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End Hate Now

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What’s the difference between Martha Stewart, ‘lifestyle guru’, ‘third most powerful woman in America’ etc, who was refused entry into the UK last year, and the 16 foreigners who have just been barred by the Home Office? Jacqui Smith’s initiative – name the naughties – was announced on Tuesday, with some fanfare and much triumphalism. It fingers people likely to stir up hatred or ‘glorify terrorist violence’, which obviously isn’t Stewart’s bag, and not all of them have criminal records, which obviously is, yet somewhere here there’s a bigger difference.

It was about this time last year that Stewart was planning a visit to Britain but a few days before she was due to jet in, she was told she couldn’t come. Her criminal past in the US was the problem. She wasn’t convicted of insider trading, but she did fib to investigators during an inquiry into the sale of shares in the cancer-drug company ImClone hours before the public announcement that its wonder therapy, Erbitux, had failed to win FDA approval. That was in 2001; Stewart offloaded more than $200,000 worth of shares. In 2004 she was sentenced to five months in jail, which she served, coming out under supervised release in 2005. She famously told Barbara Walters that she wasn’t the only irreproachable human being in history to be sent down: ‘Look at Nelson Mandela.’

The UK Border and Immigration Agency couldn’t help being drawn on the Stewart ban. The government, it announced, was opposed to entry for anyone convicted of ‘serious criminal offences abroad’. That’s much coyer than the latest approach to exclusion: loud proclamations from the rooftops of the names of the unwelcome, along with some cursory whys and wherefores. In its busy press release, the Home Office names 16 of the 22 people ‘banned’ from our shores between October 2008 and the end of March. (The other six names are not disclosed ‘for public interest reasons’.)

The list is a flattering tribute to British values: fair-minded, anti-racist, anti-sexist, anti-homophobic, anti-extremist. And since we’re all global citizens in the end, nationalities – which might be prejudicial – are studiously avoided in the brief résumés of offenders against these norms. It could be a blueprint for a list of detainees in some new Robben Island – copyright Martha Stewart – run by a reasonable world government that confined unreasonable people.

Fred Waldron Phelps Sr, for example,  is a disbarred lawyer, also an extremist baptist preacher with a church in Kansas and broad-spectrum phobias, triggered by Sweden, Jews, the Irish, Muslims, Catholics and, above all, homosexuals. His daughter Shirley sees eye to eye with Phelps on most of this; they do kitsch stunts together, such as picketing the funerals of Aids victims.

Artur Ryno and Pavel Skachevsky are young Russian neo-Nazis, or ‘ultra-nationalists’, as the Moscow Times calls them: spree-killers with a good number of ‘dark-skinned’ victims under their belts. (Ryno is also an icon painter.) Last December they were sentenced to ten years for 20 murders and another 12 attempted murders.

Samir al Quntar is a pro-Palestinian Druze who got five life sentences in Israel after a failed abduction in 1979. He was accused of killing a policeman and then, in a firefight with Israeli security, shooting another and murdering his three civilian abductees. That’s two policeman and three civilians: the Home Office version is garbled. He was part of a Hizbullah swap for the remains of IDF dead in the Lebanon war of 2006. The exchange took place last year.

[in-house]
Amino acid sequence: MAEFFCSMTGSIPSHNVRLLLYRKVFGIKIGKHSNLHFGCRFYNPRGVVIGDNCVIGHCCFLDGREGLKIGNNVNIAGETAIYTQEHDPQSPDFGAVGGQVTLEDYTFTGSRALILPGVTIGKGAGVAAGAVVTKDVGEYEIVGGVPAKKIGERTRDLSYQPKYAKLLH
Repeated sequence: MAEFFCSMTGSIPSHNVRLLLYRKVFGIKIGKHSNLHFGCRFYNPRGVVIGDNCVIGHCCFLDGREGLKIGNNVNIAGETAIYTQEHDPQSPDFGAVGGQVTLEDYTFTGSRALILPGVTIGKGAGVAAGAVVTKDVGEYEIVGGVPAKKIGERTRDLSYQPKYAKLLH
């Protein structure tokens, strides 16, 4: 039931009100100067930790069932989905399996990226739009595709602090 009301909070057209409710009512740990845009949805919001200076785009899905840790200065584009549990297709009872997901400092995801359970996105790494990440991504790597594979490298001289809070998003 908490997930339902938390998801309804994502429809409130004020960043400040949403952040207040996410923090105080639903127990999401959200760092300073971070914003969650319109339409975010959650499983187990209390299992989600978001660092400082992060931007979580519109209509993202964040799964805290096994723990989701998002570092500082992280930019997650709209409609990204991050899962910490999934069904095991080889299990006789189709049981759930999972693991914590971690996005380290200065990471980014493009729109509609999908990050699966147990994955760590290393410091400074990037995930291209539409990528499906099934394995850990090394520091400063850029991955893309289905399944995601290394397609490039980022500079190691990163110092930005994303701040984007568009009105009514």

Phelps said a month or so back that he meant to come to Britain for a spot of homophobic picketing. But what about Ryno and Skachevsky, detained in Russia? Do they have immediate plans to visit comrades at Combat 18? Is Quntar lining up a walking holiday in the Peak District? This, it seems to me, is the substantive difference between the new list of named nasties and someone like Martha Stewart, who actually tried to come in the first place. When I asked the Home Office whether the people on the list had applied to visit, the answer was no, not all of them.

Michael Savage, the bilious chatterbox who hosts a syndicated radio talk show in the US, was amused to hear he was persona non grata. ‘Darn!’ he told WorldNetDaily, ‘And I was just planning a trip to England for their superior dental work and cuisine.’ In fact, he hadn’t travelled to the UK for twenty years and wasn’t thinking of doing so any time soon. Savage now feels the joke’s gone sour and he’s considering legal action against Jacqui Smith.

Banning may be controversial but it only becomes a matter for serious debate when the people in question are on the point of buying a ticket and packing a bag. Until then, they’re pasteboard villains, carefully chosen to project a goody-two-shoes fantasy about our geniality and tolerance. The list is probably good fun for Home Office researchers, imagining how far they can take it – Pol Pot? Mr Kurtz? – but it’s also an occasion for the government to brag about figures, in the more-this-less-that manner of statements on failed asylum-applications. With the new ‘presumption in favour of exclusion’, the Home Office says, ‘we are preventing more promoters of hate from coming to the UK than ever before, with more than five being excluded a month as opposed to two a month under the previous policy.’

That’s good then, even if it doesn’t take a lot: all you really need is a pencil and paper, a couple of office mates willing to throw a few names in the air and a dogged commitment to end hate now.

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